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Livelihood Futures in Resource-Scarce Areas – and the Quest for the Inclusion of Marginal Groups

Partner: The National Centre for Competence in Research (NCCR) North-South & Zurich University, Switzerland, University of Agriculture, Faisalabad Pakistan.

Duration: 2009 to 2013

Team Members: Dr. Abid Qaiyum Suleri, Dr. Babur Shahbaz

The debates surrounding the complexity, diversity and dynamics of livelihood patterns in marginal areas demonstrate the linkage between scarcity of natural resource and livelihoods insecurity. In resource-poor areas different social groups strive to access and command over these remaining resources, but also on the (often few) enabling (alternative – e.g. non natural resource – based) opportunities to secure their livelihoods. In this struggle some social groups take benefit while some cannot, and consequently conflicts, social tensions and new exclusions might emerge. This research project is being undertaken in marginal regions of Pakistan.


  • To examine the livelihood patterns, state of food security and natural resources in the study regions.
  • To identify and examine livelihood alternative options, support structures and access of people to these options.
  • To look into the future; linking this research with the climate-change scenarios and debates.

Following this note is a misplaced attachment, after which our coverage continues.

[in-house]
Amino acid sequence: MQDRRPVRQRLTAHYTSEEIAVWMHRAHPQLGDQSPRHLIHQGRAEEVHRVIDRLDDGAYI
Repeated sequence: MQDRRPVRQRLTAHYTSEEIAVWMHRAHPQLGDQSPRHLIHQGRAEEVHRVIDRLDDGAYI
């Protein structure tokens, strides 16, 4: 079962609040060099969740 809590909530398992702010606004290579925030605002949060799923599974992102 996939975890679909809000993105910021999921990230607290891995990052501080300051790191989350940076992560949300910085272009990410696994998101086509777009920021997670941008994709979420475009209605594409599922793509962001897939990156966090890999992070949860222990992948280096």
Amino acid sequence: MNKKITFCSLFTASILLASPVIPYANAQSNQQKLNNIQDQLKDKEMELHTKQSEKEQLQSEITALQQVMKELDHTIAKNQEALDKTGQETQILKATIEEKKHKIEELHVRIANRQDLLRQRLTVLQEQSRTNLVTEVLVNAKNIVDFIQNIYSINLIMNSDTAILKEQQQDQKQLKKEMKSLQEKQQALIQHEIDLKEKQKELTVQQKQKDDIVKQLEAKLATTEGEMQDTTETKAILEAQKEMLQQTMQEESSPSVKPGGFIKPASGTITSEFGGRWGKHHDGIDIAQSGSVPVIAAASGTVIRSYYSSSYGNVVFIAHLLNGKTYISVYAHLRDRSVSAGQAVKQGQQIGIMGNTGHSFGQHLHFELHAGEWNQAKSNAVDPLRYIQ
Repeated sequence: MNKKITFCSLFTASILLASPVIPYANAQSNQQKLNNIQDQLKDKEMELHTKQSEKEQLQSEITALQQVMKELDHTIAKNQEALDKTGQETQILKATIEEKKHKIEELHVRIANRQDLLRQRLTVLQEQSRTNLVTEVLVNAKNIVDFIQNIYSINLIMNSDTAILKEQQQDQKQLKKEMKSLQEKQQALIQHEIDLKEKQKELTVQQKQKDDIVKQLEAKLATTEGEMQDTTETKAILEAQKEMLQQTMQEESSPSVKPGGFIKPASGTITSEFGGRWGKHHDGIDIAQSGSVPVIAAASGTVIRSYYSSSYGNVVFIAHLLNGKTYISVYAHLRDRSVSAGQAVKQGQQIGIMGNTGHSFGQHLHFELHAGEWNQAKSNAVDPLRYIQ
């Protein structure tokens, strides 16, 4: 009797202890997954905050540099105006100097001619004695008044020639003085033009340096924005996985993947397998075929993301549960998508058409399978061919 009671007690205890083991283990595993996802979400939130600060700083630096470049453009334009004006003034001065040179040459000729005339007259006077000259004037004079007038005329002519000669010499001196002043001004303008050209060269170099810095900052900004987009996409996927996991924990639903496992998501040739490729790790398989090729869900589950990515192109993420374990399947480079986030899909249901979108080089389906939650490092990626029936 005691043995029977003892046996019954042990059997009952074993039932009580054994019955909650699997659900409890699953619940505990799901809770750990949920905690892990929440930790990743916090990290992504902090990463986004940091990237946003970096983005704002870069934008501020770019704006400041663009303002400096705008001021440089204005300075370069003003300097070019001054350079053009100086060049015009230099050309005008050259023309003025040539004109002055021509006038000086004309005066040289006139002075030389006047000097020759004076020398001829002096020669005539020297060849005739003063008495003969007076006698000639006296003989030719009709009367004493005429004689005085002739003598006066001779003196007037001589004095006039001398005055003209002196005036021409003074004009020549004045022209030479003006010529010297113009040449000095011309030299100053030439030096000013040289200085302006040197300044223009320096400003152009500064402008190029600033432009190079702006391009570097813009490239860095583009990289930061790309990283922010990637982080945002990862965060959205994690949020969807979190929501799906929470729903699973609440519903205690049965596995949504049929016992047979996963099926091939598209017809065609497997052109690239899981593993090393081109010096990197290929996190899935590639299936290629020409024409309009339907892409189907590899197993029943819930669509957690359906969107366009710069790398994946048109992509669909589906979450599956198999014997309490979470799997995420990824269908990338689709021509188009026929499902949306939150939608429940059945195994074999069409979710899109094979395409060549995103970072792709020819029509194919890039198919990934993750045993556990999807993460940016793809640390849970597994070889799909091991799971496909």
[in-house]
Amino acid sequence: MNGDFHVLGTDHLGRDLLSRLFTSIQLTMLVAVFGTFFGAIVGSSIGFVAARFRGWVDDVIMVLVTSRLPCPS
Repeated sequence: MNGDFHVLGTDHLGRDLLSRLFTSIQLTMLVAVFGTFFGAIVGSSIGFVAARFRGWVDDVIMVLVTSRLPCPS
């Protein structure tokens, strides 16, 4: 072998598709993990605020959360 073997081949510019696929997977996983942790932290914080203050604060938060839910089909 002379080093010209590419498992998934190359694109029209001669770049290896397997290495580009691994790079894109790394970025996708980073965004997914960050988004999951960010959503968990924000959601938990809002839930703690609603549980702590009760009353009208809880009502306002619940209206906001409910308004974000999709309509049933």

• Analysis and comparison of results from first phase of research and writing-up of papers for peer reviewed journals have been completed. A journal, and a book have been published.
  • Household surveys were conducted in Battagram and Mansehra districts of Khyber Pakhtunkhwa province
  • Two students have completed their M.Sc (Hons.) degree; while two M.Sc (Hons.) and one PhD studies are under progress.
  • Workshop/meeting of involved researchers was held in Tanzania.
  • Publications of a report on the field finding.

The research conducted in North-Western mountainous region of Pakistan indicate that hike in prices of food items was one of the most serious threats to the food security of local residents. The expenditure on food is the largest chunk of the household budget. The leading coping strategies included eating cheap/less nutritious food, less expenditures on education & health, cut the size of food, borrowing money/food. Lack of irrigation water, limited market access, climate extremes and high cost of fertilizers were the major production related constraints for small farmers in the study area. As a resort to these constraints and due to low output from the food crops, a shift from subsistence to cash-oriented crops (vegetables) was observed. Though different types SSNs – formal as well as informal – are available in the food insecure areas of Northwest Pakistan, access to most of the SSNs depends on political and/or social capital.

Coordinators: Dr. Ulrike Mueller-Boeker (Zurich University, Switzerland) & Dr. Sagar R. Sharma (Kathmandu University, Nepal)

For More Information, Contact the Following Person:

Abid Qaiyum Suleri , Dr. Babar Shahbaz